Silicon Valley appears to have blown up Milo Yiannopoulos’s business model.
The disgraced right-wing troll is complaining that the major social media companies have effectively cut off his alt-right audience — and crushed his ability to make a decent living.
The former Breitbart tech writer shared the complaints on Telegram, a messaging app where some alt-right allies have set up shop after getting the boot by larger tech platforms. Yiannopoulos was banned from Twitter in 2016 for directing racist abuse at the comedian Leslie Jones, losing nearly 400,000 followers. He was banned from Facebook in May.
“I spent years growing and developing and investing in my fan base, and they just took it away in a flash,” wrote Yiannopoulos, who’s previously rubbed shoulders with neo-Nazis and white nationalists. “It’s nice to have a little private chat with my gold star homies but I can’t make a career out of a handful of people like that. I can’t put food on the table this way.”
The provocateur made no mention of the harassment that landed him in social media jail. Nor did he touch on being forced out of Breitbart the following year, after he made comments that seemed to endorse pedophilia.
While Telegram allows Yiannopoulos to share such important commentary with more than 19,000 followers directly, it does not offer the mass reach of Twitter, Facebook, and YouTube. The same goes for Gab and other social networks set up in protest of Big Tech’s increasingly aggressive content-moderation efforts.
“I can’t find anyone who’s managing to grow a really big channel here,” wrote Yiannopoulos, whose Telegram posts typically reach around 2,000 pairs of eyeballs. “Everyone is hitting a wall. There’s no future to Telegram for social media refugees if this is the best it gets.”
The rant offers some hope to progressive activists who’ve pushed tech companies to take a harder line against users who traffic in hate speech. A gaggle of right-wing commentators turned such incendiary content into cold hard cash, parlaying engaged social media audiences into speaking gigs, book deals, or direct contributions from fans through services like Patreon.
Efforts to regulate that cottage industry have backfired in some cases. In June, YouTube’s bungled demonetization of a channel run by the conservative comedian Steven Crowder, who obsessively bullied Vox journalist Carlos Maza, drew calls of censorship from across right-wing political media. The outcry helped Crowder amass legions of new followers and paying subscribers.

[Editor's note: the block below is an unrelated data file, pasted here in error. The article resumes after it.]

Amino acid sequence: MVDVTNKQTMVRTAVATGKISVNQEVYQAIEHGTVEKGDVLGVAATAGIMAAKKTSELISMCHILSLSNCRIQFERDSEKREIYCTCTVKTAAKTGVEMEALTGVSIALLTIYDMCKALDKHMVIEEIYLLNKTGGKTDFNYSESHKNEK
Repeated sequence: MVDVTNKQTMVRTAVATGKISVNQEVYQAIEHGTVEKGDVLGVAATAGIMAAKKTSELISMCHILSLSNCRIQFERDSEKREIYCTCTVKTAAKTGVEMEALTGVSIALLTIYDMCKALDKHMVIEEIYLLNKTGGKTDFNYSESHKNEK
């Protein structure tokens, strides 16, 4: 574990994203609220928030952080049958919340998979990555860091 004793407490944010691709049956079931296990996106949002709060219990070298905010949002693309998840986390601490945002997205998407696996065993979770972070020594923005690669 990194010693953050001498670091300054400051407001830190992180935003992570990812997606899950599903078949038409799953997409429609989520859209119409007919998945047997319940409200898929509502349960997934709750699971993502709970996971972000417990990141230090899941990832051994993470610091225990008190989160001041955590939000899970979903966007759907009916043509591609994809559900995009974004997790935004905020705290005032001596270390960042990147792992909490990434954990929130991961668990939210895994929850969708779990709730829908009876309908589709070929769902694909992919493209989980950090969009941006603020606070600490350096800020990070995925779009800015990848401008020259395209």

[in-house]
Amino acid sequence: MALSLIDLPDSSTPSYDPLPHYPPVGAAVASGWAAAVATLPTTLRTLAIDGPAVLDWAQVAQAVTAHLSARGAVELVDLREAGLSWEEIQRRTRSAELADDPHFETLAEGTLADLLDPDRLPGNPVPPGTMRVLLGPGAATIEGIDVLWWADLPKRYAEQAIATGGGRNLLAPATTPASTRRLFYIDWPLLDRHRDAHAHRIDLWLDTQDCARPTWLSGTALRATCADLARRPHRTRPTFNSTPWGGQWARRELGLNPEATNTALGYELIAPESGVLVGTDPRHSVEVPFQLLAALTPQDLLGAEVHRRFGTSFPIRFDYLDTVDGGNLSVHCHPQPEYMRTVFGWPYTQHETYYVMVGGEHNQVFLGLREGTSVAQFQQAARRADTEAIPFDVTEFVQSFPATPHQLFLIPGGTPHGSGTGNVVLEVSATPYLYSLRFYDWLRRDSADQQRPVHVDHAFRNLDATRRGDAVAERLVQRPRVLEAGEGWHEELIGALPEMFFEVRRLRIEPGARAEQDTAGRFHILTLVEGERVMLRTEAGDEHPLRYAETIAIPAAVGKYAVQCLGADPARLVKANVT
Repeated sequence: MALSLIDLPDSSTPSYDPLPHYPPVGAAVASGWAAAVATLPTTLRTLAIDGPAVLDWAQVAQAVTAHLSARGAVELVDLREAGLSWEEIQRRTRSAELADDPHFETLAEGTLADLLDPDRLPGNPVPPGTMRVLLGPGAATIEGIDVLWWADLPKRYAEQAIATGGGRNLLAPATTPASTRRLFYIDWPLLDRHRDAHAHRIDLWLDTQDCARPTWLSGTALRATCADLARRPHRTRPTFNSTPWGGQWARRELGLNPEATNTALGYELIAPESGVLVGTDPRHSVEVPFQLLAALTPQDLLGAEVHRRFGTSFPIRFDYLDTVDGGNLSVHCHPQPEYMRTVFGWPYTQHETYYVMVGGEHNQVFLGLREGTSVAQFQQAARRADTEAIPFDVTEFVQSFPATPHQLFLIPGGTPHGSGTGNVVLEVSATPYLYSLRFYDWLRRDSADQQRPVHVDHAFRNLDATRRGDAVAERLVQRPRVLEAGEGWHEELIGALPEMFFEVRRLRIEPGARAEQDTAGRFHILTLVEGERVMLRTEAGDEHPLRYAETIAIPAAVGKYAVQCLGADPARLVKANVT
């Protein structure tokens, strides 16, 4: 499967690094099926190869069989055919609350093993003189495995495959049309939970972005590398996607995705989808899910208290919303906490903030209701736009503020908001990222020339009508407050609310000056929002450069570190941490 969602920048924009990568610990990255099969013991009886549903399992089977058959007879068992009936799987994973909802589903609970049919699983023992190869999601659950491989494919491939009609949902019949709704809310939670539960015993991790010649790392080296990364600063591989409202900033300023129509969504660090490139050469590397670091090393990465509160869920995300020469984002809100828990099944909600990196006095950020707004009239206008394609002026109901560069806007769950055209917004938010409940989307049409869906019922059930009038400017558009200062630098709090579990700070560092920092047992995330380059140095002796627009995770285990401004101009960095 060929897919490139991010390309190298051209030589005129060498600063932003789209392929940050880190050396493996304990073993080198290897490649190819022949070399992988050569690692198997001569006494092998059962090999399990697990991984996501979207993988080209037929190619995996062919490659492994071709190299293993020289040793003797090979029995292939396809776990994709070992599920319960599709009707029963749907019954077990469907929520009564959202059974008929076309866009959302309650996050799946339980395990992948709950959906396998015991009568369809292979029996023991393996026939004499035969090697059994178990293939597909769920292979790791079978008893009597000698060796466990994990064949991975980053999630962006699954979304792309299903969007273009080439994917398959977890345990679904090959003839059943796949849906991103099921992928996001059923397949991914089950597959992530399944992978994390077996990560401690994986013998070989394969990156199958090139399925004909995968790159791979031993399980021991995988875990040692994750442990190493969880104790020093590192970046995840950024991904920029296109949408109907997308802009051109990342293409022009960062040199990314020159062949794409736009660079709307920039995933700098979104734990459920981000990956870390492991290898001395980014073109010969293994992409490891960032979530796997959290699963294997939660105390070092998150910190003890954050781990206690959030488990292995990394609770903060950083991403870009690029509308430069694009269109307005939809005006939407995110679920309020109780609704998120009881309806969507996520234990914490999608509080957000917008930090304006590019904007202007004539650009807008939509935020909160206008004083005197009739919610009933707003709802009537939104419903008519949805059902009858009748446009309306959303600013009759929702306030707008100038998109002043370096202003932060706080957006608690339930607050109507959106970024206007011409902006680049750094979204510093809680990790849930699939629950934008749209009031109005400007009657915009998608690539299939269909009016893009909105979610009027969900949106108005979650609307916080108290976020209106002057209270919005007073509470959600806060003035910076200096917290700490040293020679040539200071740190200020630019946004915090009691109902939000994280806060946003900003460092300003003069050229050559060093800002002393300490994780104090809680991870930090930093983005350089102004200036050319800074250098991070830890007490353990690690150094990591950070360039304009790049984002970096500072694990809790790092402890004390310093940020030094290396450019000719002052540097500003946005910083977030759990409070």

The more comprehensive deplatforming of Yiannopoulos, however, appears to have torpedoed the economics driving his whole operation. And it’s possible he may not be the only one. The pro-Trump con artist Jacob Wohl, who was banned from Twitter for operating fake accounts earlier this year, re-shared the thread with a simple comment, “I agree with all of this.”
Yiannopoulos laid blame not only on Big Tech’s countermeasures but also the pro-Trump internet’s inability to successfully strike back.
“I’m clinging on for dear life. And I’ll never give up,” said Yiannopoulos, who did not immediately respond to VICE News’ direct message seeking comment. “But holy fucking hell the base in America SUCKS. Frankly they deserve to lose their country and if by some miracle we manage to save it, it’ll be no thanks whatsoever to voters, readers, subscribers and ENTIRELY thanks to the few brave souls battling on the front lines, beyond all reason and hope.
“It’s years too late,” he added. “The time to act was when I got booted off Twitter. Nobody did.”
Cover: Parade Grand Marshall Milo Yiannopoulos is seen at the Boston Straight Pride Parade and Rally organized by Super Happy Fun America on August 31, 2019 in Boston, Massachusetts. (Photo by Paul Marotta/Getty Images)